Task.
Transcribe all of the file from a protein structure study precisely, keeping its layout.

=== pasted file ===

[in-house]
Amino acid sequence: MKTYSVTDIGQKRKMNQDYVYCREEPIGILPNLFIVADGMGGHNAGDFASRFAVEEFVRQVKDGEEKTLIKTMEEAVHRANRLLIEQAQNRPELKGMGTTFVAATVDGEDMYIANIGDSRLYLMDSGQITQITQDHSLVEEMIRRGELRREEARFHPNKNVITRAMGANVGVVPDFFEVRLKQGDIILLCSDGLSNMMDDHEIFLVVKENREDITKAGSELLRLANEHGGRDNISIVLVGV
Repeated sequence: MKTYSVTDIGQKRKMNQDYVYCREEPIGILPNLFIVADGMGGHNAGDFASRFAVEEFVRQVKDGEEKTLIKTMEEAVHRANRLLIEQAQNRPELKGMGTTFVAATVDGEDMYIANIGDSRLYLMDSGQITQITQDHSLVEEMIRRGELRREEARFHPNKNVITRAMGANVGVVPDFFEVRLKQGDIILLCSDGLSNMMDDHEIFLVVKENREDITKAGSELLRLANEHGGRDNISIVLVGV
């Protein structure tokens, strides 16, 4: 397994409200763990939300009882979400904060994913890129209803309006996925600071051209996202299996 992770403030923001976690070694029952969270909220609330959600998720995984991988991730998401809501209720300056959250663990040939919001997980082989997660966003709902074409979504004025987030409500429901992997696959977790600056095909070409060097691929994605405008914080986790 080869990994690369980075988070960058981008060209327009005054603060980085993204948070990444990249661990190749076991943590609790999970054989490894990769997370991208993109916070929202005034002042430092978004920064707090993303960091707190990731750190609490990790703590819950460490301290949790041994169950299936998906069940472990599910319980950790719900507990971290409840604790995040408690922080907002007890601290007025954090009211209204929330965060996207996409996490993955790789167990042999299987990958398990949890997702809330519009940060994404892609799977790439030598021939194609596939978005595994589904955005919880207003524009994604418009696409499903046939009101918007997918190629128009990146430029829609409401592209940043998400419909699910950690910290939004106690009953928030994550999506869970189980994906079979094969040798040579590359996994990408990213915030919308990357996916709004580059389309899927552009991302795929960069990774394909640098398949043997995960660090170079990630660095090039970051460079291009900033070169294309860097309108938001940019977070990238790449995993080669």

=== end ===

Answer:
[in-house]
Amino acid sequence: MKTYSVTDIGQKRKMNQDYVYCREEPIGILPNLFIVADGMGGHNAGDFASRFAVEEFVRQVKDGEEKTLIKTMEEAVHRANRLLIEQAQNRPELKGMGTTFVAATVDGEDMYIANIGDSRLYLMDSGQITQITQDHSLVEEMIRRGELRREEARFHPNKNVITRAMGANVGVVPDFFEVRLKQGDIILLCSDGLSNMMDDHEIFLVVKENREDITKAGSELLRLANEHGGRDNISIVLVGV
Repeated sequence: MKTYSVTDIGQKRKMNQDYVYCREEPIGILPNLFIVADGMGGHNAGDFASRFAVEEFVRQVKDGEEKTLIKTMEEAVHRANRLLIEQAQNRPELKGMGTTFVAATVDGEDMYIANIGDSRLYLMDSGQITQITQDHSLVEEMIRRGELRREEARFHPNKNVITRAMGANVGVVPDFFEVRLKQGDIILLCSDGLSNMMDDHEIFLVVKENREDITKAGSELLRLANEHGGRDNISIVLVGV
């Protein structure tokens, strides 16, 4: 397994409200763990939300009882979400904060994913890129209803309006996925600071051209996202299996 992770403030923001976690070694029952969270909220609330959600998720995984991988991730998401809501209720300056959250663990040939919001997980082989997660966003709902074409979504004025987030409500429901992997696959977790600056095909070409060097691929994605405008914080986790 080869990994690369980075988070960058981008060209327009005054603060980085993204948070990444990249661990190749076991943590609790999970054989490894990769997370991208993109916070929202005034002042430092978004920064707090993303960091707190990731750190609490990790703590819950460490301290949790041994169950299936998906069940472990599910319980950790719900507990971290409840604790995040408690922080907002007890601290007025954090009211209204929330965060996207996409996490993955790789167990042999299987990958398990949890997702809330519009940060994404892609799977790439030598021939194609596939978005595994589904955005919880207003524009994604418009696409499903046939009101918007997918190629128009990146430029829609409401592209940043998400419909699910950690910290939004106690009953928030994550999506869970189980994906079979094969040798040579590359996994990408990213915030919308990357996916709004580059389309899927552009991302795929960069990774394909640098398949043997995960660090170079990630660095090039970051460079291009900033070169294309860097309108938001940019977070990238790449995993080669």